3. The Stars Are Legion by Kameron Hurley

I really wanted to like Kameron Hurley's The Mirror Empire, and I enjoyed her essays in The Geek Feminist Revolution. But The Stars Are Legion knocked it out of the park for me with the characters and the worldbuilding.

4. American Cake by Anne Byrn

I didn't know how badly I wanted this book until I started reading it, but it's not just a cookbook for cakes, it's a history of cakes, and it started me on a current obsession with food history, that I further satiated with my last read of the year, American Cookie, also by Byrn, which I also recommend.

5. The Broken Earth Trilogy by N.K. Jemisin

These books are a powerful, weird, and intriguing commentary on systemic oppression, geology, and the liminal spaces between fantasy and science fiction. Highly recommend.

6. The Wayfarers/Galactic Commons books by Becky Chambers

I kept calling these the Galactic Commons books, but apparently it's supposed to be Wayfarers. Oops. Anyway, these are awesome for anyone who wants to get their character-focused Firefly/Star Trek in literary form on.

7. The Temeraire Books (so far) by Naomi Novik

I've said it before and I'll say it again: Horatio Hornblower with dragons=awesome.

8. Spinning Silver by Naomi Novik

Themes of Rumpelstiltskin, in unspecific Eastern European country, with Jews and wintry fairytale atmosphere--it's totally its own thing, go read it.

9. In the Unlikely Event by Judy Blume

This is saying a lot, but this might be my favorite ever Judy Blume book. Imagine Judy Blume writing for adults. This book about three plane crashes in the same town pulls no emotional punches.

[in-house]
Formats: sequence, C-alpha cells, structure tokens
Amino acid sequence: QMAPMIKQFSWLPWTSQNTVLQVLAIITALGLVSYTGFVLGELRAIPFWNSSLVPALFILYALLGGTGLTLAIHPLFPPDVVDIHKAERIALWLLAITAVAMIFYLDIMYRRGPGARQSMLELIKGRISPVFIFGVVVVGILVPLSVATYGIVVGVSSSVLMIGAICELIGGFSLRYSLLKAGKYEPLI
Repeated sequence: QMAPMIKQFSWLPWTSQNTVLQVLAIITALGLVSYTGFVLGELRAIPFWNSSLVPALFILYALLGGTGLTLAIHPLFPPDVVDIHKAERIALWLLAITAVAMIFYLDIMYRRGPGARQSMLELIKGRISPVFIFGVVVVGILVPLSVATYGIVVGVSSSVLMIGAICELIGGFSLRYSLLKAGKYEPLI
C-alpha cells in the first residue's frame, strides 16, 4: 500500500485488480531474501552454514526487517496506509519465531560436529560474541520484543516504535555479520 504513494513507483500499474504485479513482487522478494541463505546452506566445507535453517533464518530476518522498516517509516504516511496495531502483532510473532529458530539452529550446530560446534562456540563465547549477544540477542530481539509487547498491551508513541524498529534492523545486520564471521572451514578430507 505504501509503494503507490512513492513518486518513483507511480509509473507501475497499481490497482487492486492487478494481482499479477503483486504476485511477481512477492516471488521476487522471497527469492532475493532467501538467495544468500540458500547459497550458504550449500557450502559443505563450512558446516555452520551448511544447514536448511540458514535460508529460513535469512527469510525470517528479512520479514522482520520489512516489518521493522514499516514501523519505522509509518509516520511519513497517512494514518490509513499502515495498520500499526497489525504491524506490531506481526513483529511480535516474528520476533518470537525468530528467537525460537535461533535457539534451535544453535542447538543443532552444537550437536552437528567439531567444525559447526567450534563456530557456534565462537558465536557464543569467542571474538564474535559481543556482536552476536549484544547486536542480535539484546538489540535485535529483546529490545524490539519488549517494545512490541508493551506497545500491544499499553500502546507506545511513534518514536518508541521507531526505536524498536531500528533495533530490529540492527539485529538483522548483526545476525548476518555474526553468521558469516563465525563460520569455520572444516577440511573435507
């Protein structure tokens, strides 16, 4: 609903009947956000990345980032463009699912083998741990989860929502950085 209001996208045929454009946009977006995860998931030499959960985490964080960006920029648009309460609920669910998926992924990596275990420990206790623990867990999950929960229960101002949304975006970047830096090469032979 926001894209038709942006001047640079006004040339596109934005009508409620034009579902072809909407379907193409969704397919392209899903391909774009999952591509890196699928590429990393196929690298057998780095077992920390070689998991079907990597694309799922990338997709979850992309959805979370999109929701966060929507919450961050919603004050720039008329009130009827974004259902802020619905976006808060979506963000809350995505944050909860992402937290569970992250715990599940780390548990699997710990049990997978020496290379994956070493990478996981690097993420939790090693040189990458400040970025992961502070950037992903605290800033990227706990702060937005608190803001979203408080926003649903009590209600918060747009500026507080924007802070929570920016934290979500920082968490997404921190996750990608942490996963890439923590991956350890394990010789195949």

10. Educated by Tara Westover

Comparing this memoir to Judy Blume's work of fiction above may not appear to make much sense, but it occurred to me when I was reading these books simultaneously, and I got a similar intense emotional experience from both. Westover's memoir is all the more poignant for being real.

11. An American Marriage by Tayari Jones

Although An American Marriage is fiction, similar to the two above, it delivers an emotional punch full of realism and an unexpected angle on mass black male incarceration.

12. Carry On by Rainbow Rowell

So much delicious fun! I feel so lucky this book was written. HP fans need to get on this.

13. To All the Boys I've Loved Before trilogy by Jenny Han

I got swept up in the trend that took the U.S by storm when the adorable Netflix movie came out. More Lara Jean, please.

14. We Are Okay by Nina LaCour

Such a tiny novel in scope; a complete emotional world within. Worth reading for LaCour's writing alone.

15. America Is Not the Heart by Elaine Castillo

I learned so much about the Philippines, and delighted in the quirky, unapologetic characters. Highly recommend.

16. The Weight of Ink by Rachel Kadish

Beautifully written and also a scholar's delight: the story of manuscripts from a Portuguese Jewish community uncovered in contemporary London, and the story of the papers' author in Early Modern England.